Fighting Racism in Football

Racism continues to be a problem in football, not only in England, but throughout Europe and in other parts of the world. Crowds may boo or jeer at players because of their skin colour or nationality, and religious, nationalistic or politically charged chants and songs are common. Various organisations have been established to combat this spread of xenophobia and racism. The football field should be a place for players and fans to enjoy the game, and these organisations are doing their bit to promote a more sporting spirit.

Show Racism the Red Card

Established in 1996 in England, ShowRacism the Red Card, or SRTRC, is an education charity that aims to use high-profile footballers as anti-racist role models. The charity believes that it can succeed in challenging racism, both on and off the field, through the educational resources and activities it provides for young people.

In 1995,  Newcastle United goalkeeper Shaka Hislop donated £50 to a local anti-racism charity in Newcastle Upon Tyne. The founder of this charity, Ged Gebby, recognised an opportunity to involve footballers in anti-racism campaigning, and it was out of Gebby and Hislop’s efforts that SRTRC was founded.

Football Against Racism in Europe

From Flickr

From Flickr


Football Against Racism in Europe, or FARE, is a network of over 40 groups committed to countering racism and xenophobia in European football. It was established in 1999 after a meeting between various football support groups, players’ unions and football associations, and is officially backed by UEFA, FIFA and the European Commission.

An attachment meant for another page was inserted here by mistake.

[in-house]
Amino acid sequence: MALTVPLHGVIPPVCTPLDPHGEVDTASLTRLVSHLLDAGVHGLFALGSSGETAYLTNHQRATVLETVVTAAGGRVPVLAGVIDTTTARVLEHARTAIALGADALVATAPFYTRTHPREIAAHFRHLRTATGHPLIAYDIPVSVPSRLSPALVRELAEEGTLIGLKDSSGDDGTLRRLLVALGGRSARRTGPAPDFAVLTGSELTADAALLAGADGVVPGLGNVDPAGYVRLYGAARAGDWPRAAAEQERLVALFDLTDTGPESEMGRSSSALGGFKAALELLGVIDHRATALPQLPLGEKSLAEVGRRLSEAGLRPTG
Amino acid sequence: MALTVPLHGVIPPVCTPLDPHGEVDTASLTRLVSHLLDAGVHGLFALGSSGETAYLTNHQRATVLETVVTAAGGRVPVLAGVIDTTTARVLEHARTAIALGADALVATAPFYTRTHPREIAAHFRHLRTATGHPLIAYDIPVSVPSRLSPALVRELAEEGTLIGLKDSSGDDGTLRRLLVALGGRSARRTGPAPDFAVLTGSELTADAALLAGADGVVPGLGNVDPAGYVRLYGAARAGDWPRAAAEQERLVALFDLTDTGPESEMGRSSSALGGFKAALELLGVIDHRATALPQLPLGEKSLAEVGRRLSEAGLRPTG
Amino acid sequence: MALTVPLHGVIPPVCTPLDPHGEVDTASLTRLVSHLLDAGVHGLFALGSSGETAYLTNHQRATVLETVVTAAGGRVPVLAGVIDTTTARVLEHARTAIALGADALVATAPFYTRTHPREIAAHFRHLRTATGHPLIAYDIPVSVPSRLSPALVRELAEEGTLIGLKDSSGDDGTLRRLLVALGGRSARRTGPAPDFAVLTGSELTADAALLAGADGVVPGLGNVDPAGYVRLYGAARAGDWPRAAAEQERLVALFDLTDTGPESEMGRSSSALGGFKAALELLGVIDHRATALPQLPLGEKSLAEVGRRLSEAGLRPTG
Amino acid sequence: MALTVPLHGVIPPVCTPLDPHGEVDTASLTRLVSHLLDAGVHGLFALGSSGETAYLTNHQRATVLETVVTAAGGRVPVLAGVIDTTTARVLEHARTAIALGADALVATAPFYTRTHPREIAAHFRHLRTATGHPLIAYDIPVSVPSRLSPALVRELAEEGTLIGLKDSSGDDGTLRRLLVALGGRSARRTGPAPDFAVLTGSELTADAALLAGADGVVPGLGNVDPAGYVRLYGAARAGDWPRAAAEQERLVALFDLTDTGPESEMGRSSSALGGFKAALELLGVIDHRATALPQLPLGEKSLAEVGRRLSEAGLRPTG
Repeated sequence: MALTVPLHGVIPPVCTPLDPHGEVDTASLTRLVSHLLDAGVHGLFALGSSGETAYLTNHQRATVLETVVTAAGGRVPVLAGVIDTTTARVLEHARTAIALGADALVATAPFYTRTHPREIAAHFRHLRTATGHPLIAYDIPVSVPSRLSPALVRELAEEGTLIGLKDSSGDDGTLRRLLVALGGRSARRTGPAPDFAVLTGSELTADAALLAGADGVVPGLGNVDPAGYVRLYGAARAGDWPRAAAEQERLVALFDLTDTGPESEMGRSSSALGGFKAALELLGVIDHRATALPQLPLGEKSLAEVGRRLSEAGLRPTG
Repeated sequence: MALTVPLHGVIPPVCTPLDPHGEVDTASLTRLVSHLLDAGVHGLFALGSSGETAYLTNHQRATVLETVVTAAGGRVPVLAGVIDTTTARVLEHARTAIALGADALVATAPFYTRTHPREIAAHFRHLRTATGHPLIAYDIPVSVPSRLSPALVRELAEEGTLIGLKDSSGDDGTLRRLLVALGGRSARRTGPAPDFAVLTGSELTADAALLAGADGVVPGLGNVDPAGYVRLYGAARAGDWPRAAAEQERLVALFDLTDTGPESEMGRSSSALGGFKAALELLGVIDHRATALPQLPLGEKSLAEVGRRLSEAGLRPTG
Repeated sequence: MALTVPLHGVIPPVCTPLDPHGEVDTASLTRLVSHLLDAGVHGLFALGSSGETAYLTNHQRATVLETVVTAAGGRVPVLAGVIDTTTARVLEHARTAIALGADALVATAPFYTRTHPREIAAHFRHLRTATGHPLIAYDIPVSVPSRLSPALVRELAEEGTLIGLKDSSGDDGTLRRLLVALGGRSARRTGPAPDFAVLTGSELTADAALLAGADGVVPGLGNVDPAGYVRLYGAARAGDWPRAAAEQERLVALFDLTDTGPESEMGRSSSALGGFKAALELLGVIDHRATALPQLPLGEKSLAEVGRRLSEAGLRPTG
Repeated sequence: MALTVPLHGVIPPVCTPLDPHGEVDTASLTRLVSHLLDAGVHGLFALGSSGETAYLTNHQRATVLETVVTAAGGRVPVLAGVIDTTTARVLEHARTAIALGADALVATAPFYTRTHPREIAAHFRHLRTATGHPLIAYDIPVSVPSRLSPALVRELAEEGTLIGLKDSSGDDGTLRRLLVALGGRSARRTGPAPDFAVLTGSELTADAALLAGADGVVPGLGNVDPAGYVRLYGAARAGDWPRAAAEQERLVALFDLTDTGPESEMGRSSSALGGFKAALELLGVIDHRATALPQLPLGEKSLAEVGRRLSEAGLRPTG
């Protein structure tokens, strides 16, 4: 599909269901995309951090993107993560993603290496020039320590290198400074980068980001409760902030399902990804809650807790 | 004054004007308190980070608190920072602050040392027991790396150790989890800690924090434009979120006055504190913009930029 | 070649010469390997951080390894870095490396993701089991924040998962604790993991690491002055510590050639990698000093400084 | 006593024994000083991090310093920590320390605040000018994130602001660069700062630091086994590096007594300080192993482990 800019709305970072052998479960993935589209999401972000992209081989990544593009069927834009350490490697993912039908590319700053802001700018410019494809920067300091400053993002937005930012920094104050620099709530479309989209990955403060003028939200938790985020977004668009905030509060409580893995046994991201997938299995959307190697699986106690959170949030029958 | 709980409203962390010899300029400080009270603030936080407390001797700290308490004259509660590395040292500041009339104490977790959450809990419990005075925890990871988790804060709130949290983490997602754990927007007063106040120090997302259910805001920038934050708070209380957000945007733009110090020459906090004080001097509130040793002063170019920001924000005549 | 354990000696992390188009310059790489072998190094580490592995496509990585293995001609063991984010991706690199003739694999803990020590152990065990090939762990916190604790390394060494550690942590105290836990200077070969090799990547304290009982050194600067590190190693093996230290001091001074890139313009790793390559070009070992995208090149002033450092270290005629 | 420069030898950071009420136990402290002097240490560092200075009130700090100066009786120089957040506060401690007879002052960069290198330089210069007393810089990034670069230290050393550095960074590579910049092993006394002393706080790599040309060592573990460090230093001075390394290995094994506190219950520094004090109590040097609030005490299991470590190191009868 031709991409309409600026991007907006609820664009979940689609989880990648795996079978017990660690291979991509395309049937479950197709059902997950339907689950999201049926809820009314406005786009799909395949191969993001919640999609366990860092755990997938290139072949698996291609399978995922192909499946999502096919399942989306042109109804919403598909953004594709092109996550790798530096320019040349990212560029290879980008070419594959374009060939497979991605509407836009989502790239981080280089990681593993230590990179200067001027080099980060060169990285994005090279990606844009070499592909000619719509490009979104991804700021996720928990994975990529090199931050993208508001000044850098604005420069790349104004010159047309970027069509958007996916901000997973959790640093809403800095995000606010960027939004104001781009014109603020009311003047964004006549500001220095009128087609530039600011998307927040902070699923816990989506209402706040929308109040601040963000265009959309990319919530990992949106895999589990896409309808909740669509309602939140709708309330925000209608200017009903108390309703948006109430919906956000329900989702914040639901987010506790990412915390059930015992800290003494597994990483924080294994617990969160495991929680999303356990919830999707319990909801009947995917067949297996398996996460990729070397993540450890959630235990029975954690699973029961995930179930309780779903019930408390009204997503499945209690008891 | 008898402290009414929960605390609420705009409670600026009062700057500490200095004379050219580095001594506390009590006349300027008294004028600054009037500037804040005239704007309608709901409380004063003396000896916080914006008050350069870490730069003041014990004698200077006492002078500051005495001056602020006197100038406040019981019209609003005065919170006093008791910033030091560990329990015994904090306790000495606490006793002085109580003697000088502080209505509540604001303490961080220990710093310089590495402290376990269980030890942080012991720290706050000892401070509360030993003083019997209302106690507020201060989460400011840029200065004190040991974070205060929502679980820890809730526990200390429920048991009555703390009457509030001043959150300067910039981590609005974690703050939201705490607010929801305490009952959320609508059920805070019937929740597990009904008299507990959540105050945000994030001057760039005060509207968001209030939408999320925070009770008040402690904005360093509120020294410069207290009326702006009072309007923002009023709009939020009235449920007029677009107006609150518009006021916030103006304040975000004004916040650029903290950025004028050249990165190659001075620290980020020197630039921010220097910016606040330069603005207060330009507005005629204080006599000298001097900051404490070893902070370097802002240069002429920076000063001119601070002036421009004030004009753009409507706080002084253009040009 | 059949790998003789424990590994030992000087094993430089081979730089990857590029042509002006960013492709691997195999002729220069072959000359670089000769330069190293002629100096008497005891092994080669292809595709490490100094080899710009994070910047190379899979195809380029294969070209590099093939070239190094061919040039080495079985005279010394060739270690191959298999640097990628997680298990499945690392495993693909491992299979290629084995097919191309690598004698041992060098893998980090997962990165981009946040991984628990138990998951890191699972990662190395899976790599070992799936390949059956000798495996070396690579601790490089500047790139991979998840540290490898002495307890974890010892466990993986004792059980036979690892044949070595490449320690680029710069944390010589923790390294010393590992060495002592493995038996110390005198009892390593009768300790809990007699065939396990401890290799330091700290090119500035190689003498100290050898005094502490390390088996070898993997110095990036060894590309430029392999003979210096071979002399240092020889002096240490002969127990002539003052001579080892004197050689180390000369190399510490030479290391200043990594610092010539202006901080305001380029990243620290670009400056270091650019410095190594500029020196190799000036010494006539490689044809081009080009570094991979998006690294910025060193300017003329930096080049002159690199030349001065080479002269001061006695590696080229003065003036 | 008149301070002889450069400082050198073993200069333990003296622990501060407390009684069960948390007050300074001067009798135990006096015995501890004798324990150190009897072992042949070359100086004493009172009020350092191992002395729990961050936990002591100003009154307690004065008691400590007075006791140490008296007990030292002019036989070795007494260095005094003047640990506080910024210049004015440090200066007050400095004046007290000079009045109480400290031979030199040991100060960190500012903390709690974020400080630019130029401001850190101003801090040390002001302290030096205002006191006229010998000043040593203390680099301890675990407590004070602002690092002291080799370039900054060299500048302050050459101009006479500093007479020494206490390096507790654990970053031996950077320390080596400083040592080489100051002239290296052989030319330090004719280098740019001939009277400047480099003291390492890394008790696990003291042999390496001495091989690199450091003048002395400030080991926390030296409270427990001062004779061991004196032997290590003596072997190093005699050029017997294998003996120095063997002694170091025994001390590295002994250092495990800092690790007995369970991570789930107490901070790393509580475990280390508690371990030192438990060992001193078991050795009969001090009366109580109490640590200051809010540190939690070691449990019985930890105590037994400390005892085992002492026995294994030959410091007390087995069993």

FARE recently participated in a UEFA investigation of racist chanting by Rangers fans, during one of the infamously heated matches between the “Old Firm” Rangers and Celtic teams.

Another factor that brought public attention to FARE was its association with Stand Up Speak Up, another popular and successful anti-racism campaign spearheaded by Arsenal football legend, Thierry Henry.

Stand Up, Speak Up

From Flickr

From Flickr

This European campaign was launched in January 2005 by Thierry Henry, following a spike in racist incidents in European football. One such event, which sparked outrage in the footballing world, was a game during which Real Zaragoza supporters made monkey-like chants and threw peanuts onto the field whenever FC Barcelona player Samuel Eto’o had the ball.

Stand Up Speak Up was symbolized by two interlocked wristbands, one black and one white. Over 5 million of these wristbands were sold, and they provided the primary source of funds for the campaign. All funds raised were divvied out to a variety of initiatives and programs, such as FARE, to raise awareness of and challenge racist behaviour. Support from famous footballers such as Rio Ferdinand, Cristiano Ronaldo, and Adriano and Wayne Rooney helped to promote the campaign and its cause.